So, we’ve looked at hype from a variety of sources (including scientists, journals and media), but what about those huge proponents of big promises – the commercial sector?
The nutritional supplement industry in the USA, which made $11.5 billion in sales in 2012, is a easy example to make. In May 2014, the American Federal Trade Commission (the FTC) charged Green Coffee Bean sellers for deceiving customers with weight loss claims. We’ve all heard this type of this before – miraculous beans (or pills or powders) that can cause weight loss with little extra effort made.
In the process of charging the Green Coffee Bean sellers, the FTC brought popular talk show host Dr. Oz in for questioning. Dr. Oz (or, “America’s Doctor”) is cardiothoracic surgeon, author, and television personality. He uses his talk show to talk medicine and health to his audience.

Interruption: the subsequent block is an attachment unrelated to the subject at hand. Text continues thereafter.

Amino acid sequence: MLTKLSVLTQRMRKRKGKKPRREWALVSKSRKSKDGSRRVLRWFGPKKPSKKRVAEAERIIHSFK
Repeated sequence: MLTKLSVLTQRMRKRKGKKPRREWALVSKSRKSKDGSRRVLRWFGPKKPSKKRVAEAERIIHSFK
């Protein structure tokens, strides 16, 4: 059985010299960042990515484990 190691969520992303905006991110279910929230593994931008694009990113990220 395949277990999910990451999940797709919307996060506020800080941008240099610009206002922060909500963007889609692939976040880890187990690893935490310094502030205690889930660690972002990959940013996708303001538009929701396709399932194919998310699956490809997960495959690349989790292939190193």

Dr. Oz and the nutritional supplement industry use science to sell their products. In the case of Green Coffee Beans, Dr. Oz used his reputation to present the product as a miracle cure, though he later acknowledged that beans didn’t have enough evidence to pass scientific muster. In fact, there is some concern that nutritional supplements on market right now could pose health risks.
Here’s a recap of the events as they unfolded from This Week Tonight.